It began with watching at the containR site in downtown Calgary, Canada in
September 2017. kloetzel&co. members Jocelyn H. Leiver, Brenna G. Heer, Margarita
Kozhevnikova, Meghann Michalsky, Sylvie Moquin, and Taylor Ritchie. Photo courtesy of

New Trajectories for the Site-Versatile Approach

The description of the site-versatile approach that I presented here initially offers a model for assessment: a single director gallivants around the globe with distilled task in hand and producers and curators swoon at the degree of spectacle achieved through – and cost-efficiency of – such site-versatile work.

But what happens if distillation in site-versatile work runs in another direction – towards complex elaboration rather than efficient simplicity? What happens if it arises from performers’ lengthy and studied familiarity with a work (and, perhaps, a single persona/character), rather than from a brief encounter?

Unlike others experimenting with the site-versatile approach, who must transmit a distilled task to a new cast at each successive site, for It began with watching I have worked with the same core group of dancers over a four-year period. Through this situation – i.e. intensively working with a consistent group for protracted periods to explore distilled tasks at variable sites – we have made a number of realizations to enhance our understanding of the site-versatile approach.

It began with watching in downtown Calgary, Canada in May 2019. kloetzel&co.
members Jennifer DeWolf, Brenna G. Heer, Meghann Michalsky, Sylvie Moquin, Taylor Ritchie,
and Janelle Schiffner. Photo by Kevin Leiver. Courtesy of kloetzel&co.

First, we have uncovered an impressive degree of complexity within the improvisational scoring. In short, rather than distilling down to aim for quick and easy transmission to a series of changeable performers, this version of distillation has signaled an opening up of the density and range that performers can enact when inhabiting the highly structured scores over extended periods. Further possibilities, and almost byzantine (but somehow still manageable) rules, have developed in the scores, partly from director/choreographer interest, but mainly due to expanding performer dexterity, attentiveness, curiosity and experimentation over time.  For example, in the pinwheel score, while the original score involved only rapid shifts between positions in response to Jocelyn’s claps, a second rendition of it added the speaking in gibberish (in response to forehead taps) and traveling across the space (when beckoned); later renditions have then expanded the range of these earlier steps while also adding the potential of carrying an object in awkward positions, pirouetting (in response to a finger dribble on top of the head), and squealing and trembling in terror (when caressed on the cheek).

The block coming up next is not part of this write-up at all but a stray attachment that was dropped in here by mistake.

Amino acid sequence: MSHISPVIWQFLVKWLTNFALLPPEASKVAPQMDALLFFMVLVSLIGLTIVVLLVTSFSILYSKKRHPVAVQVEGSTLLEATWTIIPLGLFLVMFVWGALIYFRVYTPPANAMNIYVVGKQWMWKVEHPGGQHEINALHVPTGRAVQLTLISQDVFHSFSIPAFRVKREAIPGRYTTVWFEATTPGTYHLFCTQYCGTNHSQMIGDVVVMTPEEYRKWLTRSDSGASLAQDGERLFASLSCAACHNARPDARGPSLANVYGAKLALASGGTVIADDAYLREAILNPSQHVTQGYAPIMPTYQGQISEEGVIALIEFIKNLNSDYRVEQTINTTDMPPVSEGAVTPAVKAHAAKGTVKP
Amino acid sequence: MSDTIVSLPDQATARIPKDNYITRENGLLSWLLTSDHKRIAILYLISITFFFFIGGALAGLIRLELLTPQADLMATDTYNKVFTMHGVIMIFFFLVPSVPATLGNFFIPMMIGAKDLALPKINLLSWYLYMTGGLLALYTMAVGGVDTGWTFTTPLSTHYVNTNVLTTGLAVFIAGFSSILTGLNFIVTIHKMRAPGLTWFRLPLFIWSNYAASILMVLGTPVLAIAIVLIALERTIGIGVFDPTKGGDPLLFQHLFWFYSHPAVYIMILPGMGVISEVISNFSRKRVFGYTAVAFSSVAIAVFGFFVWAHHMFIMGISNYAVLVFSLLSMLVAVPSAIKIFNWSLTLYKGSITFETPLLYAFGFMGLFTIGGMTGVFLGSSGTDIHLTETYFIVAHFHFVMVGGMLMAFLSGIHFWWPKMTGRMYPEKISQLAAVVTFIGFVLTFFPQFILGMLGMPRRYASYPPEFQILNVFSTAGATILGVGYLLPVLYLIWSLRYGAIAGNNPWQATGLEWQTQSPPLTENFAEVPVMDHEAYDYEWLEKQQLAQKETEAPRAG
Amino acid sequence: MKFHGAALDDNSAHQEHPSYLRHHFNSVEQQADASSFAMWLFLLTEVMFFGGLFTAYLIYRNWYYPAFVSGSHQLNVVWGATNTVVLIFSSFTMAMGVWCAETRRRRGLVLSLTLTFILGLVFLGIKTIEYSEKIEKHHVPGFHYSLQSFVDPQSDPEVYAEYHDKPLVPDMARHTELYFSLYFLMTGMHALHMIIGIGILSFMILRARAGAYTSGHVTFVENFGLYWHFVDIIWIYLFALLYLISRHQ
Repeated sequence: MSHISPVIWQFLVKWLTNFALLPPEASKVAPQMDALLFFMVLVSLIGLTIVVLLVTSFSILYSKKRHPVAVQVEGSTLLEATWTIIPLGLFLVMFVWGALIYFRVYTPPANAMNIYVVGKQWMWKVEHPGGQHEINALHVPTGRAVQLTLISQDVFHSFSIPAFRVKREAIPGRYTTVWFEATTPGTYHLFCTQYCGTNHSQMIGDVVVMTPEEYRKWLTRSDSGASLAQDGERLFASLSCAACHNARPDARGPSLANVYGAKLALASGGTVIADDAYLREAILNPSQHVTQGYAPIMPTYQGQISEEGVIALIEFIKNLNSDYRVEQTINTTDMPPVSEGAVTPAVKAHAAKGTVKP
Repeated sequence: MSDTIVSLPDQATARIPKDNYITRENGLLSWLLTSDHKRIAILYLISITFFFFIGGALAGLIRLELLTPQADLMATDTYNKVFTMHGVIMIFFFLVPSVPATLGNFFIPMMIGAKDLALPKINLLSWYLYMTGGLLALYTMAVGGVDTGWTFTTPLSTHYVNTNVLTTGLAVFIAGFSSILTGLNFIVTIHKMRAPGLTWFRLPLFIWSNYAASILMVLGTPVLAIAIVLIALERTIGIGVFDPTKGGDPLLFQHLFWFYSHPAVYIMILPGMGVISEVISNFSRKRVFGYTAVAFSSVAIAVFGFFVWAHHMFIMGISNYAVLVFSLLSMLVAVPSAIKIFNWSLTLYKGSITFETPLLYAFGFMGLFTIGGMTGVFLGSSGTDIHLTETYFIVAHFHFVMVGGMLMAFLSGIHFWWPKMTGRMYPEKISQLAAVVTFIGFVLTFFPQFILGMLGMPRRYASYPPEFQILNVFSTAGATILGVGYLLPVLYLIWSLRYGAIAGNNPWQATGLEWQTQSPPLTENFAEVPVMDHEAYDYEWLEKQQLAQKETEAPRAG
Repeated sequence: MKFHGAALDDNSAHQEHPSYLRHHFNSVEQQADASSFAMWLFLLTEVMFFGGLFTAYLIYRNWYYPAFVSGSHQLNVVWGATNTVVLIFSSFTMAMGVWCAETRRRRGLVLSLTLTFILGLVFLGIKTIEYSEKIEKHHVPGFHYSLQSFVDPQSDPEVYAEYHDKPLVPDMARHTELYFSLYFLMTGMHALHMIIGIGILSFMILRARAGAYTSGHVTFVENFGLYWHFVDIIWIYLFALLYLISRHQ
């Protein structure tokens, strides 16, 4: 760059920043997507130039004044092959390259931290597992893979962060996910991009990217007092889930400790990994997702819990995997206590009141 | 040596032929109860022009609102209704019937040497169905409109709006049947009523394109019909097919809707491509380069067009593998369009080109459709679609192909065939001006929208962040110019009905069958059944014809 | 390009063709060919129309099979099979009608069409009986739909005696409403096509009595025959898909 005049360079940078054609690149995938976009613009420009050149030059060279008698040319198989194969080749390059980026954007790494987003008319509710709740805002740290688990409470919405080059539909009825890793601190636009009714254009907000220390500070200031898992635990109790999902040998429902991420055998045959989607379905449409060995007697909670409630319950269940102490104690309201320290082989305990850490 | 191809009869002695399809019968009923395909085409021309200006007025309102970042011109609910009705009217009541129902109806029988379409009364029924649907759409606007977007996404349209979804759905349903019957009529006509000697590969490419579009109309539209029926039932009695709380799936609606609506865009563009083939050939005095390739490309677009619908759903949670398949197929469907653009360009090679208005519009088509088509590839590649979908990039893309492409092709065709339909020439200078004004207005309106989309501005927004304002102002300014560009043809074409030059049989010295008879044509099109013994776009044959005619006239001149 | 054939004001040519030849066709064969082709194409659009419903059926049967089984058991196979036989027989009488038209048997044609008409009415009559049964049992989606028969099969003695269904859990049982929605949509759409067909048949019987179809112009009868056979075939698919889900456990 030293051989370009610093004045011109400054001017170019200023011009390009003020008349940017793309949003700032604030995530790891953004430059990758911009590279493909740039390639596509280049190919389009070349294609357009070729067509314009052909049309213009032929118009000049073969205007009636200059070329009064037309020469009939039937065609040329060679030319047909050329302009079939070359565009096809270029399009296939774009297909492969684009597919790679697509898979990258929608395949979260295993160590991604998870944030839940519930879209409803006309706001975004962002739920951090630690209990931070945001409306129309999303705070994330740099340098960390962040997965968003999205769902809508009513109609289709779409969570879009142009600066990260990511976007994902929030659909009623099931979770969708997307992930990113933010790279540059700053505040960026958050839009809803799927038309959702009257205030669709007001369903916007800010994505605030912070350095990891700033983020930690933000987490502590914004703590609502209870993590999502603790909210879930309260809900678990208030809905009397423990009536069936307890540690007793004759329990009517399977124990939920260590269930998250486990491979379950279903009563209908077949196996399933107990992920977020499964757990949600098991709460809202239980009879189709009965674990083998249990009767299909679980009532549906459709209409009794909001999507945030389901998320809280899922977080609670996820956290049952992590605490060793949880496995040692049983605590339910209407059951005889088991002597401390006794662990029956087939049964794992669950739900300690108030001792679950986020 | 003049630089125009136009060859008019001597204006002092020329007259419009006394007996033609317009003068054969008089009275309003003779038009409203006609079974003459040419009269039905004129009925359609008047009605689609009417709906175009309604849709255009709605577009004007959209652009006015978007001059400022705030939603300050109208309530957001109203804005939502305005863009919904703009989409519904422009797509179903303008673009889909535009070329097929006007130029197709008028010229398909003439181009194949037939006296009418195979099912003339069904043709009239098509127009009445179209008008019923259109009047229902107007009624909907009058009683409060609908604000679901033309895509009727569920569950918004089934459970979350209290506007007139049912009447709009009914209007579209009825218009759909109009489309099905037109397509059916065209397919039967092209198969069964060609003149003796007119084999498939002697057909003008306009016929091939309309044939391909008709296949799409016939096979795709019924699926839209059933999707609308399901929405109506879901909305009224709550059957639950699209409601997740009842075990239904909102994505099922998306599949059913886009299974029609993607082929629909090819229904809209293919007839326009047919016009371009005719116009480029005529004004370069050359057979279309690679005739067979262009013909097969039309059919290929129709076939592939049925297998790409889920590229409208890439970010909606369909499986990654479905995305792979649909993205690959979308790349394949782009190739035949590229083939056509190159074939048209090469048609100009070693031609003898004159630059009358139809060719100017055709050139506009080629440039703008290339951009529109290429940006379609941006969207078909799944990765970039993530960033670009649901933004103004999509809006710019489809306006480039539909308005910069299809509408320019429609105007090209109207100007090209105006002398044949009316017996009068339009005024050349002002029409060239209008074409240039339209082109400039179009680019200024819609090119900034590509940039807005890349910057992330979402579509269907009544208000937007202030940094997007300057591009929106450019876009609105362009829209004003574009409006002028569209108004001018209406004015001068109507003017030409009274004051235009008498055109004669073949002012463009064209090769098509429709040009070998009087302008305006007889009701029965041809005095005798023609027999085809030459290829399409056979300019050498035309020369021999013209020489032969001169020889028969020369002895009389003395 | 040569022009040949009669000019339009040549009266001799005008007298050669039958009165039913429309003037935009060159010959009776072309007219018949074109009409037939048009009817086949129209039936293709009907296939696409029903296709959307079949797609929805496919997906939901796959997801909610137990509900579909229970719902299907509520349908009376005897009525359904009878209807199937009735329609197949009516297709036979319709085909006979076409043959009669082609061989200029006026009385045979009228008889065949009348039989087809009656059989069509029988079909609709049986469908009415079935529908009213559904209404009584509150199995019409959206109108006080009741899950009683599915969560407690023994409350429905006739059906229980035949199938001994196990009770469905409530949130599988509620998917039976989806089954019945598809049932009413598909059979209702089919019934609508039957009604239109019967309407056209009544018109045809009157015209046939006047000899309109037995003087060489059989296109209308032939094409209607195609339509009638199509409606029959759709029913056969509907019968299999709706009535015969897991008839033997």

The second and third developments are distinctly intertwined and relate to living the part. Each of the performers in It began with watching occupy a particular well-developed role, but not one clearly delineated by the authorial script. Instead, each role – adorned with a name spontaneously and unsystematically chosen by the group – has matured over time and relates only in part to the work itself. The performance personas mature based on the individual dancers’ own personalities and vice versa, and, in particular, as the performers have come to enjoy, learn from, and evolve their ‘alter-egos’. Indeed, as the four years have passed, the performers now embody their roles on a semi-permanent basis whenever they are together, whether in rehearsal, touring, performance or even social settings.

What’s more, as these personas have developed, challenging our understanding of the divisions between the individual and the ‘role’, our exchanges with sites have also grown more fluid. Thus, ‘Stan’ (played by Meghann Michalsky) will not only be Stan in government sites, where the connection and parody is inherently clear, but the more fluid Stan/Meghann now finds ‘themself’ living this adaptable persona as ‘they’ prance, debate, pose, or loiter on downtown pedestrian walkways, in university food courts or on urban transit.7 In short, the versatility of sites has prompted a versatility and a strengthening of character, with now a gamut of possibilities for who Stan/Meghann can be in any given moment or in any public setting (indeed, Stan/Meghann has recently added a new embodiment, an Australian politico named Calvin, which now totals three potential characters to choose from and to intermingle).

Further use of scoring in June 2019 for It began with watching in downtown Calgary,
Canada. kloetzel&co. members Jennifer DeWolf, Meghann Michalsky, Sylvie Moquin, and
Janelle Schiffner. Photo by Jocelyn H. Leiver. Courtesy of kloetzel&co.